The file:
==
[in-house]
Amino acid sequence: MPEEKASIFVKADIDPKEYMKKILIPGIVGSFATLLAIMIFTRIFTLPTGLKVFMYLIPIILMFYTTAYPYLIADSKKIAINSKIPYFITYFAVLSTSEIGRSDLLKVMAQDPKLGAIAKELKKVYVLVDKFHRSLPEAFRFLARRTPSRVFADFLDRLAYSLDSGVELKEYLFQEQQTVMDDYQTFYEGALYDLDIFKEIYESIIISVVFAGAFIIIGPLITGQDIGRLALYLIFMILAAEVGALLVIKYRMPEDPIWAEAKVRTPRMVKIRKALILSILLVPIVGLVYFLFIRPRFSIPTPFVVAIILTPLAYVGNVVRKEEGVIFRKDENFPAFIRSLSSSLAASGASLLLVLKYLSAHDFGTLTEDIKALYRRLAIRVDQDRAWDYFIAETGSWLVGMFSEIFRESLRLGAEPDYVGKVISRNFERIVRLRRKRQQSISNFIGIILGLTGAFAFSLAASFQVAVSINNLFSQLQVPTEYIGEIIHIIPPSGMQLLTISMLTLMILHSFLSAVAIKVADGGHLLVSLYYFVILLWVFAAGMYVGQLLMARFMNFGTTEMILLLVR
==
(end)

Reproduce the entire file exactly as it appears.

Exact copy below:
[in-house]
Amino acid sequence: MPEEKASIFVKADIDPKEYMKKILIPGIVGSFATLLAIMIFTRIFTLPTGLKVFMYLIPIILMFYTTAYPYLIADSKKIAINSKIPYFITYFAVLSTSEIGRSDLLKVMAQDPKLGAIAKELKKVYVLVDKFHRSLPEAFRFLARRTPSRVFADFLDRLAYSLDSGVELKEYLFQEQQTVMDDYQTFYEGALYDLDIFKEIYESIIISVVFAGAFIIIGPLITGQDIGRLALYLIFMILAAEVGALLVIKYRMPEDPIWAEAKVRTPRMVKIRKALILSILLVPIVGLVYFLFIRPRFSIPTPFVVAIILTPLAYVGNVVRKEEGVIFRKDENFPAFIRSLSSSLAASGASLLLVLKYLSAHDFGTLTEDIKALYRRLAIRVDQDRAWDYFIAETGSWLVGMFSEIFRESLRLGAEPDYVGKVISRNFERIVRLRRKRQQSISNFIGIILGLTGAFAFSLAASFQVAVSINNLFSQLQVPTEYIGEIIHIIPPSGMQLLTISMLTLMILHSFLSAVAIKVADGGHLLVSLYYFVILLWVFAAGMYVGQLLMARFMNFGTTEMILLLVR